- The observations were collected on a roughly weekly basis; however, they were not all observed at the same point in each week, leading to slightly irregular gaps between each observation.
- These series have a small number of missing weeks, mostly in late 2019, and the latest is in January 2020. These values have been imputed using linear interpolation. The data points that have been imputed are clearly marked in the accompanying dataset.
- Further category breakdowns are included in the Online job advert estimates dataset, and more details on the methodology can be found in Using Adzuna data to derive an indicator of weekly vacancies.
Between 10 and 17 July, the volume of total online job adverts increased slightly from 48% to 52% of its 2019 average, having remained at around half of their 2019 average over the last month. The current level is higher than the lockdown low point of 42%, reached on 1 May 2020.
Almost all Adzuna categories saw small increases in job adverts from the previous week, including those of health and social care, education, and catering and hospitality. Only two categories saw a decrease compared with the previous week; these were wholesale and retail (negative 0.4 percentage points) and the unknown category (negative 0.3 percentage points).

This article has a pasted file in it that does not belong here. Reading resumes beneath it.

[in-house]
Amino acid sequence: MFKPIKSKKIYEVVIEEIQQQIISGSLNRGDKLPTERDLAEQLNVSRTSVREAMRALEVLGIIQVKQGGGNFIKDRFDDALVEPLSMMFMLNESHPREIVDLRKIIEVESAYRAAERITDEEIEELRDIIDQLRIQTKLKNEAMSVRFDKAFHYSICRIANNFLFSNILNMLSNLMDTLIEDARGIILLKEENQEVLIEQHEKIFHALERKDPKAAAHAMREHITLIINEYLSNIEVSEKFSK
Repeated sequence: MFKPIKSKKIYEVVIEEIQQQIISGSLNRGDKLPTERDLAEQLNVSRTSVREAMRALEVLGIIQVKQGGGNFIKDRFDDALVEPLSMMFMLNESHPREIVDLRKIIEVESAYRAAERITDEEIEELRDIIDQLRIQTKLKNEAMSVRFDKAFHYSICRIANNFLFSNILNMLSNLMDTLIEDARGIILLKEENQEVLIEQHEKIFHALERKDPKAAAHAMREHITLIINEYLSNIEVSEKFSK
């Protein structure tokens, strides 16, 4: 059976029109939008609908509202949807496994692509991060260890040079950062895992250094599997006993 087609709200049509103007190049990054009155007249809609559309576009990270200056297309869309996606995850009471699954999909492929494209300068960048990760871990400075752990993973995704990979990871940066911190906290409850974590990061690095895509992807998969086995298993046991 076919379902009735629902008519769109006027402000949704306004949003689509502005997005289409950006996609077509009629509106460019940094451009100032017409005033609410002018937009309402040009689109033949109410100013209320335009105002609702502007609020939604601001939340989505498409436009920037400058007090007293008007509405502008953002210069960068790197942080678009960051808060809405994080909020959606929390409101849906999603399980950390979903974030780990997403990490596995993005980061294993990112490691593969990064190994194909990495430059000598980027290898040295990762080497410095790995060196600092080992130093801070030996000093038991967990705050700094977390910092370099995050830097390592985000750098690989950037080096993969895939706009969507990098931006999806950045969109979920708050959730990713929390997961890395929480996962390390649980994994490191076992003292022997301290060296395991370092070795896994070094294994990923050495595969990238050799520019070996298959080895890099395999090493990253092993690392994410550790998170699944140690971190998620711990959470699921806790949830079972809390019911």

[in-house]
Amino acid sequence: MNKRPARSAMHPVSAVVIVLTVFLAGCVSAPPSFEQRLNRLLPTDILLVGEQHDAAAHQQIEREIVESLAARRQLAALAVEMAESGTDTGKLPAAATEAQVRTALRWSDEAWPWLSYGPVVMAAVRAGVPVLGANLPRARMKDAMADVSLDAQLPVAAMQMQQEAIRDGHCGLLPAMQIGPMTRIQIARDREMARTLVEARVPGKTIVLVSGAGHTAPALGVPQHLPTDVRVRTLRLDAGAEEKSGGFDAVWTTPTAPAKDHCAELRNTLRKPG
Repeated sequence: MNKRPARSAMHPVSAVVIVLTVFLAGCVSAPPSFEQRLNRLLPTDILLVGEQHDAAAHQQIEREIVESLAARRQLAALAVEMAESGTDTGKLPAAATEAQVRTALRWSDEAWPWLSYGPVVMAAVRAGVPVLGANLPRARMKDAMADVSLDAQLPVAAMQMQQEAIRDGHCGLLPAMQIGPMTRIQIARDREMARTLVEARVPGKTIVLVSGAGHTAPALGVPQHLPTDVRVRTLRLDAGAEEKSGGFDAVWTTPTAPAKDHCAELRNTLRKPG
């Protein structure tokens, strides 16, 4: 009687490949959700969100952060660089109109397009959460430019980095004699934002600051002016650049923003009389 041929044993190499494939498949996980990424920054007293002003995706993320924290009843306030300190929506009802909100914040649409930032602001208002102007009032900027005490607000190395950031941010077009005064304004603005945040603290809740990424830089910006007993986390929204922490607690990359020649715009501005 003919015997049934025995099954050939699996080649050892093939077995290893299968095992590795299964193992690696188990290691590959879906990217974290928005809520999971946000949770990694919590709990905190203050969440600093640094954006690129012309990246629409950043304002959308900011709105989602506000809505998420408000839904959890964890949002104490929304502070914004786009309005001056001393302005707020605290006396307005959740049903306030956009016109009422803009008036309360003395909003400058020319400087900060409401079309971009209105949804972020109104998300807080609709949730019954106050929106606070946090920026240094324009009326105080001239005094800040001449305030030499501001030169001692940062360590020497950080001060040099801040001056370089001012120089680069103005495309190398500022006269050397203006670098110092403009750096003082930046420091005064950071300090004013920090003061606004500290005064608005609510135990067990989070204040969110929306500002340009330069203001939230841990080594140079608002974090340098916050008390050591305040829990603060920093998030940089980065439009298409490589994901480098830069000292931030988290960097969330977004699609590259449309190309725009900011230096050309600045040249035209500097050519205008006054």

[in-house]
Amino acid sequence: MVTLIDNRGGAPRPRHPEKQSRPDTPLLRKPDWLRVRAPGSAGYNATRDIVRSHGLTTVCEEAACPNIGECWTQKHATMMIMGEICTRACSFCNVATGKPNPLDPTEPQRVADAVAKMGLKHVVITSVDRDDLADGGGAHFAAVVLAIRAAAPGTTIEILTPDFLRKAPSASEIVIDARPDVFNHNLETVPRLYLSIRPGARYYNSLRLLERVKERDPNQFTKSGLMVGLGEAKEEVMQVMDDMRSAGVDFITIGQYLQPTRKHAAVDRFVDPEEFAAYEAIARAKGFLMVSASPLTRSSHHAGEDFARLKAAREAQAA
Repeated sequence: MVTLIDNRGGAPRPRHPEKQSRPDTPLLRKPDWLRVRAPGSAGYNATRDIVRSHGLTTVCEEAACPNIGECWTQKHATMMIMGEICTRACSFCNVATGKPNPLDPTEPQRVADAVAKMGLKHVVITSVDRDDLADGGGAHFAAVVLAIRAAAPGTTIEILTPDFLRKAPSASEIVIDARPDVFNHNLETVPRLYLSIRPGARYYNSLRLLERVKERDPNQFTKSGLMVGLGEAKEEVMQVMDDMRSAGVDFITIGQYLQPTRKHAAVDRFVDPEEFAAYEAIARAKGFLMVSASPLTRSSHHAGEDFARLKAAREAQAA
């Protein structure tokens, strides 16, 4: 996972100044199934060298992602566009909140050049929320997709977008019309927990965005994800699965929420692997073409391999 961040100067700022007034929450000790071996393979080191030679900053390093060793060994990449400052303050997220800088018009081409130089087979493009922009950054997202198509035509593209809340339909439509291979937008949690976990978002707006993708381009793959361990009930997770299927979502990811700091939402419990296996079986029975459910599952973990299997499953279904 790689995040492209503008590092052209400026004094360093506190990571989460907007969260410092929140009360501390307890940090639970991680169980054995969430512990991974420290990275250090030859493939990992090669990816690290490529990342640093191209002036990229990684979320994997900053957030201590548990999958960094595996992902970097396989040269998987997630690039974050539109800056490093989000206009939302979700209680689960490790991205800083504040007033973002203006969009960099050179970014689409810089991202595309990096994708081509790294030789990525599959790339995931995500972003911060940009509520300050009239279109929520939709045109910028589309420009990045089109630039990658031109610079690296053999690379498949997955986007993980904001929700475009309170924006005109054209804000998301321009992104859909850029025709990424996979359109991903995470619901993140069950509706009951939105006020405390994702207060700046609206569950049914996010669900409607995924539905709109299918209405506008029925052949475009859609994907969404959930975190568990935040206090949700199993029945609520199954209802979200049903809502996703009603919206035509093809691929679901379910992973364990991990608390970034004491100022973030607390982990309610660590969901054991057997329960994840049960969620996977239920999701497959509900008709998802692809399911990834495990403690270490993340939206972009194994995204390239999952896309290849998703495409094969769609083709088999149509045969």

The categories presented here were selected because of user interest and because they more closely track trends in the Office for National Statistics (ONS) vacancies data. Note that the Adzuna categories used do not correspond to Standard Industrial Classification (SIC) categories, so these values are not directly comparable with the ONS Vacancy Survey.Back to table of contents
A timely indication of weekly price change for high-demand products (HDPs) has been developed, covering the period 16 March to 19 July 2020. A timeline of developments for these indicators can be found in Online price changes of HDPs methodology. This analysis is experimental and should not be compared with our regular consumer price statistics.
Figure 6 shows in addition to the overall HDP items index, the prices for all food also fell by 0.7% in the latest week (13 to 19 July) compared with the previous week (6 to 12 July), while prices for all household and hygiene goods fell by a greater 1.1%.
The downward movement in all household and hygiene goods was primarily driven by an 8.9% decrease in the price of nappies, as a result of price reductions seen in multiple retailers. Nappy prices have been quite volatile compared with other HDP items since the series started in mid-March, with Figure 7 showing that they have fluctuated heavily as products go on and off promotion across multiple retailers.